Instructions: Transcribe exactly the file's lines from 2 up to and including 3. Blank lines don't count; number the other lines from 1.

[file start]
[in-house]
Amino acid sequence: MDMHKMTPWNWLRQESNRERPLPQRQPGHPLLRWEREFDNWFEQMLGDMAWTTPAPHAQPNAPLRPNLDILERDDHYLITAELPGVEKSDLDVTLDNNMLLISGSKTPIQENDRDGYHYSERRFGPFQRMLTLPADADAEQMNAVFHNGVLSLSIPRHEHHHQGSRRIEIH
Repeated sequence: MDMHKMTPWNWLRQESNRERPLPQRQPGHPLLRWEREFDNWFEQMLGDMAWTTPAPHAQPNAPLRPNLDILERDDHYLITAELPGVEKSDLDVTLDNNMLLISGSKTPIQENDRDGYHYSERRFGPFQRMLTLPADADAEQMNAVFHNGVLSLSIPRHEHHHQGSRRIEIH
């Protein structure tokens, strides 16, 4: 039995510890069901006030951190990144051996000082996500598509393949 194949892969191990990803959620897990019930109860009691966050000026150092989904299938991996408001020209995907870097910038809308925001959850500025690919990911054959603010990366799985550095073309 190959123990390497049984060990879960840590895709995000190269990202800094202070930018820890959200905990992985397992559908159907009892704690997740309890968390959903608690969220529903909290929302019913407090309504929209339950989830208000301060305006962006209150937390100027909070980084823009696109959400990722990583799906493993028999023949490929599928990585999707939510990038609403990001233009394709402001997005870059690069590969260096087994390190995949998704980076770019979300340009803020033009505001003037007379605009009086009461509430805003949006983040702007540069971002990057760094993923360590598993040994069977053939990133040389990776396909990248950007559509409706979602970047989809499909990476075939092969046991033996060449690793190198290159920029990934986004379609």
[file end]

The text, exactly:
Amino acid sequence: MDMHKMTPWNWLRQESNRERPLPQRQPGHPLLRWEREFDNWFEQMLGDMAWTTPAPHAQPNAPLRPNLDILERDDHYLITAELPGVEKSDLDVTLDNNMLLISGSKTPIQENDRDGYHYSERRFGPFQRMLTLPADADAEQMNAVFHNGVLSLSIPRHEHHHQGSRRIEIH
Repeated sequence: MDMHKMTPWNWLRQESNRERPLPQRQPGHPLLRWEREFDNWFEQMLGDMAWTTPAPHAQPNAPLRPNLDILERDDHYLITAELPGVEKSDLDVTLDNNMLLISGSKTPIQENDRDGYHYSERRFGPFQRMLTLPADADAEQMNAVFHNGVLSLSIPRHEHHHQGSRRIEIH